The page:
Low-sodium diet significantly lowers SBP within a week

Effects of Dietary Sodium on Systolic Blood Pressure in Middle-Aged Individuals: A Randomized Order Cross-Over Trial

News - Nov. 13, 2023

Presented at the AHA Scientific Sessions 2023 by: Deepak Gupta, MD - Nashville, TN, USA

Introduction and methods


Dietary sodium is a major contributor to hypertension. The average sodium consumption in the US is estimated to be around 3,500 mg/day. This far exceeds the AHA, WHA and DHHS recommendations of 1,500 – 2,300 mg/day. The DASH-sodium trial showed in 2001 that sodium reduction leads to a decrease in SBP. However, it remains unclear whether dietary sodium reduction lowers BP among individuals on hypertension medications and what proportion of individuals experience lowering of BP with dietary sodium reduction. The Coronary Artery Risk Development in Young Adults (CARDIA)-SSBP study was conducted to address these questions.


The CARDIA study included individuals in the US between 50 and 75 years old. Individuals with SBP<90 or >160 mmHg or DBP <50 or > 100 mm Hg were excluded. Other exclusion criteria were resistant hypertension or contraindications to high-sodium or low-sodium diet or special dietary requirements.

After enrollment, participants (n=213) first continued their usual diet for 7 days and where then randomized to first a high-sodium diet or low-sodium diet for 7 days. Participants on the high-sodium diet then crossed over to the low-sodium diet and vise versa. The high-sodium diet consisted of the usual diet + 2,200 mg sodium added/day. The low-sodium diet consisted of standardized meals with 500 mg sodium/day.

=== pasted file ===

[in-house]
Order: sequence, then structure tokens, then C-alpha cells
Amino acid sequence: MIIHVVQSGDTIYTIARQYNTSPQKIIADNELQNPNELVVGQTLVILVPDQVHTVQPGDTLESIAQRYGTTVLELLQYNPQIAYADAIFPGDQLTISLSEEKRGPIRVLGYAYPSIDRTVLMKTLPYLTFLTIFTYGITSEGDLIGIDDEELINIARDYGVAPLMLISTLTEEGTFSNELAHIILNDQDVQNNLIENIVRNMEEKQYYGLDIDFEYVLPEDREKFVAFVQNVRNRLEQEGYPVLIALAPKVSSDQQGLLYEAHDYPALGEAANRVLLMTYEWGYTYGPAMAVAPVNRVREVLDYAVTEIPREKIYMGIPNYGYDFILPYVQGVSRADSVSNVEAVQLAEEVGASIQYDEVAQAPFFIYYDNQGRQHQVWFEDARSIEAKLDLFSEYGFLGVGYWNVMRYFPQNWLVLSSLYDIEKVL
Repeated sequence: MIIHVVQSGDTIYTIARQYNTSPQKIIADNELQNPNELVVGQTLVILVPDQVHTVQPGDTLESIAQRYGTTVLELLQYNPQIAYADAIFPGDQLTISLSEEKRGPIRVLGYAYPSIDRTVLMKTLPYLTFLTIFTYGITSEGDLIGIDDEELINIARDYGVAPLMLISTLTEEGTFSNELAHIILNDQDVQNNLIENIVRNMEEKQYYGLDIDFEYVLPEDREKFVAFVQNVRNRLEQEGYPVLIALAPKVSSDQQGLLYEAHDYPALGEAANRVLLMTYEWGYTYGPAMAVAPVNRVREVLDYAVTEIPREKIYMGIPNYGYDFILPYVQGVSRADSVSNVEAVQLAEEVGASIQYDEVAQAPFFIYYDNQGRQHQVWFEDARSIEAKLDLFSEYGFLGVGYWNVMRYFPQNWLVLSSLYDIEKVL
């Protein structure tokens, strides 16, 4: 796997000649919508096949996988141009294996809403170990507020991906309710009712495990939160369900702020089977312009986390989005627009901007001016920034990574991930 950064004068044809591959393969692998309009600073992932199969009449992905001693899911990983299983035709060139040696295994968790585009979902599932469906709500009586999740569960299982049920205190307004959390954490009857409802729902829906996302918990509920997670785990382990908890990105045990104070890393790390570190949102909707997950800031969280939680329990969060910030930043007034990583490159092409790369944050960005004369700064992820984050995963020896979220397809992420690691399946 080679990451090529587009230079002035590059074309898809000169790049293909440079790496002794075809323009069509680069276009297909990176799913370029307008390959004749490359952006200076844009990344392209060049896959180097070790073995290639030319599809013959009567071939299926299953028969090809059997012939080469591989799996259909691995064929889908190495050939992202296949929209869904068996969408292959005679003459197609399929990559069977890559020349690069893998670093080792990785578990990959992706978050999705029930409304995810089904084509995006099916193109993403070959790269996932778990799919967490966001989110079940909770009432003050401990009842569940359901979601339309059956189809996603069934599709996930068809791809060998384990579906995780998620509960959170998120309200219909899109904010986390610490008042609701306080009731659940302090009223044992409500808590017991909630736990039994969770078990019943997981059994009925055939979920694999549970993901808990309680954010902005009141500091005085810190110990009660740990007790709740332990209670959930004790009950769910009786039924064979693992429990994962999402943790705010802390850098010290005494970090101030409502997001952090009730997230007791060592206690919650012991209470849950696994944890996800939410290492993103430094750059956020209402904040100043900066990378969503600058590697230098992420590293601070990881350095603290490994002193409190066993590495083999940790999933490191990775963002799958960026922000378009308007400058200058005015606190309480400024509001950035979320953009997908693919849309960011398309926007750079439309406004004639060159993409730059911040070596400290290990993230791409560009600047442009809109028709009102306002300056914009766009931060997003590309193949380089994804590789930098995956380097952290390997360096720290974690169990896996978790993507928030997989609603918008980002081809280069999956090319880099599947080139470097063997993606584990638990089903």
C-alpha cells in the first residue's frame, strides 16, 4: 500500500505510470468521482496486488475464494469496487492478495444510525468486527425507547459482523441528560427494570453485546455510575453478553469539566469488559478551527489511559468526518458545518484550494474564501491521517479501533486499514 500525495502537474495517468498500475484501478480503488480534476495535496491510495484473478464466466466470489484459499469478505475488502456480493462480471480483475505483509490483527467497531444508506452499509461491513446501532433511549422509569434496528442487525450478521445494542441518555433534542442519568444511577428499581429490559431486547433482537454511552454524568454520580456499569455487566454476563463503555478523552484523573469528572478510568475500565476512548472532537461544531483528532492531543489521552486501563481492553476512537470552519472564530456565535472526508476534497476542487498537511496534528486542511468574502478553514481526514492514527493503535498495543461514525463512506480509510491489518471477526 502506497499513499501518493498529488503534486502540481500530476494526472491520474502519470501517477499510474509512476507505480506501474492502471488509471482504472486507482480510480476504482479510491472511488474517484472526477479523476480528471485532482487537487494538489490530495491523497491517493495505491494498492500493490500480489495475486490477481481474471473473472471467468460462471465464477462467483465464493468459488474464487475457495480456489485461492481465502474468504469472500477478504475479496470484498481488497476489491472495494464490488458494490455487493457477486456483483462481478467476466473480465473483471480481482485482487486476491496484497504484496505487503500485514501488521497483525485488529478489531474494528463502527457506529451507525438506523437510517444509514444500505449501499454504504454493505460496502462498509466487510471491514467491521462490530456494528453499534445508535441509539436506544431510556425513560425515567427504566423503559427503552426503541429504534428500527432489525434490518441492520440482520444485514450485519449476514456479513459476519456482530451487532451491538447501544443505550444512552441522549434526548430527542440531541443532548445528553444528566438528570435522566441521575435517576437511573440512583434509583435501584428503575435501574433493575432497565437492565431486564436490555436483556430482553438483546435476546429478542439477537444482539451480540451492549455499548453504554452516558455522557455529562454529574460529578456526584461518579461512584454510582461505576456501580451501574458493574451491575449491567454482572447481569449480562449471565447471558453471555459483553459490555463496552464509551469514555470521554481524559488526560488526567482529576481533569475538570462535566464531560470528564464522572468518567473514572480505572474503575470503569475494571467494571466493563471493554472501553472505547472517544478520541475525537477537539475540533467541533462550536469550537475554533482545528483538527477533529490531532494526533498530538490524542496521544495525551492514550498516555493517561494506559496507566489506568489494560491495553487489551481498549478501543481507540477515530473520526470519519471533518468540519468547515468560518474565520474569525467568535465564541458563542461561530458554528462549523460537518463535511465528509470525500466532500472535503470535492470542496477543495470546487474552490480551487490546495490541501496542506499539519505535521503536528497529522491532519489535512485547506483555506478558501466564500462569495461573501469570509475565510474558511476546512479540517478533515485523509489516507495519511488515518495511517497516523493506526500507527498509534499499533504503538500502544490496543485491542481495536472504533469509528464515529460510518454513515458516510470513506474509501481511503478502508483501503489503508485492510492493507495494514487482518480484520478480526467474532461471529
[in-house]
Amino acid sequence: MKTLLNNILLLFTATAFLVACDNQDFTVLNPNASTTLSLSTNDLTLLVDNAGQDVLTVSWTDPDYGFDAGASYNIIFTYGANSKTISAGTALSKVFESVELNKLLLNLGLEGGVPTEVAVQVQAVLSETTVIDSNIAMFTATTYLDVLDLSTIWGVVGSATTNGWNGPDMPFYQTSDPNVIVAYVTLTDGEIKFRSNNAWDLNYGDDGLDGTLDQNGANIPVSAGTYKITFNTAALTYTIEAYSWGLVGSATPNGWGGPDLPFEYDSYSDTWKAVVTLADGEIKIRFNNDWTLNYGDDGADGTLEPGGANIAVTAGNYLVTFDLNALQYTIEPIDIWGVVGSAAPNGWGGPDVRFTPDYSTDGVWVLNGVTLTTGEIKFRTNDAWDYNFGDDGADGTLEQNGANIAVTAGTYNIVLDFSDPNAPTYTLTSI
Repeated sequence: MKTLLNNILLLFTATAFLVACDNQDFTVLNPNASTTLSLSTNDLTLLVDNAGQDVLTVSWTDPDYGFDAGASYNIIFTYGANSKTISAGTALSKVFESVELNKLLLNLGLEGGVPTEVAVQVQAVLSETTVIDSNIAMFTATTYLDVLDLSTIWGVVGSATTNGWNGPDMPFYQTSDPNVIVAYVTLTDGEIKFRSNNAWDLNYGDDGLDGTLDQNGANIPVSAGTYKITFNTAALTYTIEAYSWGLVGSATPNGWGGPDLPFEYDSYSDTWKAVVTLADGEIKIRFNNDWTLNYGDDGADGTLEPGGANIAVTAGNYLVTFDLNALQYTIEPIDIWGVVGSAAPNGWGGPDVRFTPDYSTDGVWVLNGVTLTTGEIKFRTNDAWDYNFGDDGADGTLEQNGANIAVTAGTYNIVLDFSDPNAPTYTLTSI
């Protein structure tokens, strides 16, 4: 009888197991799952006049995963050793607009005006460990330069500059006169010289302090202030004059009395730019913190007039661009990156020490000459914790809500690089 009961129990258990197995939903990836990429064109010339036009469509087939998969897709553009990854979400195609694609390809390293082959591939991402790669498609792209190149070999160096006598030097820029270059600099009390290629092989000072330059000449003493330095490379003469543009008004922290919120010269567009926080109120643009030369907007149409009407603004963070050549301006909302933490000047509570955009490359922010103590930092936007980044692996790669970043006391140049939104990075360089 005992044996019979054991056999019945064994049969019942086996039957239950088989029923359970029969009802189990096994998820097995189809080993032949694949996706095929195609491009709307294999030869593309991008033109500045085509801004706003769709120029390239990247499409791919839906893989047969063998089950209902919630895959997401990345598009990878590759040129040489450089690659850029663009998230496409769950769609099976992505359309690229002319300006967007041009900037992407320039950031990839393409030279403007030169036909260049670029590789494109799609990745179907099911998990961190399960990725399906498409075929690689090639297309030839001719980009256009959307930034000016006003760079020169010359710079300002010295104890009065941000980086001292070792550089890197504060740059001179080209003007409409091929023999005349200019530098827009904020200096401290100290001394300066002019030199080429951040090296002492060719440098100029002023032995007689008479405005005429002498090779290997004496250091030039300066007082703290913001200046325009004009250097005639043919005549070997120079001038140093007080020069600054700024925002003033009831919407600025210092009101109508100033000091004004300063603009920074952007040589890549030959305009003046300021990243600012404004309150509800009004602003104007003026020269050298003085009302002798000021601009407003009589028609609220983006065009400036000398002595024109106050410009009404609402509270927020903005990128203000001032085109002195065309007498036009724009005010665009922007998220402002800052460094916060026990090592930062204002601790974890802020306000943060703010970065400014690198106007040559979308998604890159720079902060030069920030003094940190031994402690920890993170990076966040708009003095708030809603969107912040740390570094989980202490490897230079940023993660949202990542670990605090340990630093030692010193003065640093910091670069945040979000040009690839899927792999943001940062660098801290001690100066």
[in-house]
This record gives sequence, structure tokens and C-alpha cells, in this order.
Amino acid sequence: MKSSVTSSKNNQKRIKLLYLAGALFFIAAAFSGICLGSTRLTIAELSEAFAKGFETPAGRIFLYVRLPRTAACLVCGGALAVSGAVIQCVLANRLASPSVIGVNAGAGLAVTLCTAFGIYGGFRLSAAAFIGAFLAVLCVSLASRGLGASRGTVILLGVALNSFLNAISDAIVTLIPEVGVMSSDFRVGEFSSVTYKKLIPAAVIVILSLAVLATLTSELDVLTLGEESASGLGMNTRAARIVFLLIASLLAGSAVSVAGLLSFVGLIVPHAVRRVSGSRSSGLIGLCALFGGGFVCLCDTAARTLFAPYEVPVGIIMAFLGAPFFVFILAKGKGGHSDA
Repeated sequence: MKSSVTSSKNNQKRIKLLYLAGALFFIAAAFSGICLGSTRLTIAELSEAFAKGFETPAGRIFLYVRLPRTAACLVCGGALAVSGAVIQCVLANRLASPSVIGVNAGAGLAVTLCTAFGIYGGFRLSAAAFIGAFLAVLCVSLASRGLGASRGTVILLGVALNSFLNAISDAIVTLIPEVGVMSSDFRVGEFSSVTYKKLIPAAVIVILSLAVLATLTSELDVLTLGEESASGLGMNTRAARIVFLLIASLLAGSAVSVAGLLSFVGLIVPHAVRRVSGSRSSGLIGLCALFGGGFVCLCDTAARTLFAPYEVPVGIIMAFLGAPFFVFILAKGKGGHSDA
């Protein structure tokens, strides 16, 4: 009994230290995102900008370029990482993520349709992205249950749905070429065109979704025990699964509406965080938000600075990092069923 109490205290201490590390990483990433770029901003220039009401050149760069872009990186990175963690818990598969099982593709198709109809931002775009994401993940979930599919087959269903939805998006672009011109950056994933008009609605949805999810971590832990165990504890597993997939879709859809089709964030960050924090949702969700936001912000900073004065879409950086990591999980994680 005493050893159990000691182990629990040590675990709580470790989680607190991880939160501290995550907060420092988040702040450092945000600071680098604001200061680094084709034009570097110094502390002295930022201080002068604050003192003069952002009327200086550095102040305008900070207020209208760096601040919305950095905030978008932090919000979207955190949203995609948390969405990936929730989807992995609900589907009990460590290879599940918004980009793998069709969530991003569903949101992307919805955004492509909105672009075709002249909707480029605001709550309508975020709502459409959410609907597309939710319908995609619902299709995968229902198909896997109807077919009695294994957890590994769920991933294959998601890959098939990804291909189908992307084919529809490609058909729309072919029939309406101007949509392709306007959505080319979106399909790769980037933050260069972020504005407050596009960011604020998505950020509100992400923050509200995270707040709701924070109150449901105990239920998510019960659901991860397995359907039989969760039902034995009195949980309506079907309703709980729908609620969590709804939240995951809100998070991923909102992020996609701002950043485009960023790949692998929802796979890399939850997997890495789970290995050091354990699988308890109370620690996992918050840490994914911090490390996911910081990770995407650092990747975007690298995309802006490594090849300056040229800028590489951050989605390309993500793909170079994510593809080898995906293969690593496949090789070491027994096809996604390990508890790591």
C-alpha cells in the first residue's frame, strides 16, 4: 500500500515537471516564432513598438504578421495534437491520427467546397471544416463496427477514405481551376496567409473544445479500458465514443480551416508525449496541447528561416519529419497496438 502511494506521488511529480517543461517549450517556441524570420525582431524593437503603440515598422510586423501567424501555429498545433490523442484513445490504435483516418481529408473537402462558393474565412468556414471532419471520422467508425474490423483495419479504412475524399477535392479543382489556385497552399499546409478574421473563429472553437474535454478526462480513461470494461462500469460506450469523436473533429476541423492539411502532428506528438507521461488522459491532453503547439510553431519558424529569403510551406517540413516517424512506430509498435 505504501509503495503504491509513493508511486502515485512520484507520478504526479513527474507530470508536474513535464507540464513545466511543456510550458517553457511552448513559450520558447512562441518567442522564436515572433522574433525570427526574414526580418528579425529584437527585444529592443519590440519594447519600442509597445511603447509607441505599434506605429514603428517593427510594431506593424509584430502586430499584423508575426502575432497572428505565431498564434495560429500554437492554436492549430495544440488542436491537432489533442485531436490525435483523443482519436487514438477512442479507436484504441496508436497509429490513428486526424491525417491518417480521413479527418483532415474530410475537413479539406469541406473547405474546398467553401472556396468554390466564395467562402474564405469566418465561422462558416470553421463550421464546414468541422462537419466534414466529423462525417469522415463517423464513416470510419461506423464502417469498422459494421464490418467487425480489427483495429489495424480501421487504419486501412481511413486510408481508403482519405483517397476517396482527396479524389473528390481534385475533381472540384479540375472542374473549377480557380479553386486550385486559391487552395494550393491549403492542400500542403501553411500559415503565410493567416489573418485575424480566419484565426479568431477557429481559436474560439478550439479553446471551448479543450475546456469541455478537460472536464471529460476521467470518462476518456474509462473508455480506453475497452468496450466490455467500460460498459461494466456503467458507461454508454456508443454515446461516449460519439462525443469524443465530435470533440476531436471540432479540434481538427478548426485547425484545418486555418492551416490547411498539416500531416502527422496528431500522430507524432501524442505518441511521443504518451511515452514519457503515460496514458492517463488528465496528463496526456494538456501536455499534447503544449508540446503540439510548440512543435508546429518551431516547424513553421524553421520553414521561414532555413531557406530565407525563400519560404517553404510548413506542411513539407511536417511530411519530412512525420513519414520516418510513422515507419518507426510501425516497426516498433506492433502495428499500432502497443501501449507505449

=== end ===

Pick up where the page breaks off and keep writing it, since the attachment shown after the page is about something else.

Main results

  • The median age of the participants was 61 years, 65% were female and 64% self-identified as Black. 25% had normal BP, 20% controlled hypertension, 25% untreated hypertension, and 31% had uncontrolled hypertension. The median BMI was 31 kg/m² and 21% of participants had diabetes.
  • The average sodium intake (measured by 24-hour urine sodium excretion) in the usual diet of the participants was 4450 mg/day, which is already very high in sodium. Measured sodium intake was 5000 mg/day during the high sodium diet and 1270 mg/day during the low-sodium diet.
  • SBP during the usual diet was 125 mm Hg. During the high-sodium diet, SBP did not significantly change with a median increase of 1 mm Hg to 126 mm Hg (P=0.14). During the low-sodium diet, SBP decreased significantly to a median of 119 mm Hg (P<0.001).
  • The average group difference in SBP between with low- compared with high-sodium diet at the end of the first diet week was 8 mm Hg (95%CI 4-11 mm Hg, P<0.0001). The reduction with the low-sodium diet was consistent across subgroups and between participants who had normal BP, controlled hypertension, untreated hypertension, and uncontrolled hypertension.
  • 74.4% of participants experienced any reduction in SBP with the low-sodium diet compared with the high-sodium diet.
  • Adverse events were reported by 9.9% of participants while on the high-sodium diet and by 8.0% of participants while on the low-sodium diet.


In middle-aged individuals, a low-sodium diet significantly lowered SBP already within a week compared to the participants’ usual diet. Addition of sodium did not raise systolic BP compared with the usual diet. A reduction in SBP with the low-sodium diet was observed in approximately 75% of individuals and the reduction in SBP with a low-sodium diet was independent of hypertension status and anti-hypertensive medication use.

- Our reporting is based on the information provided at the AHA Scientific Session 2023 -

The results of this study were simultaneously published in JAMA

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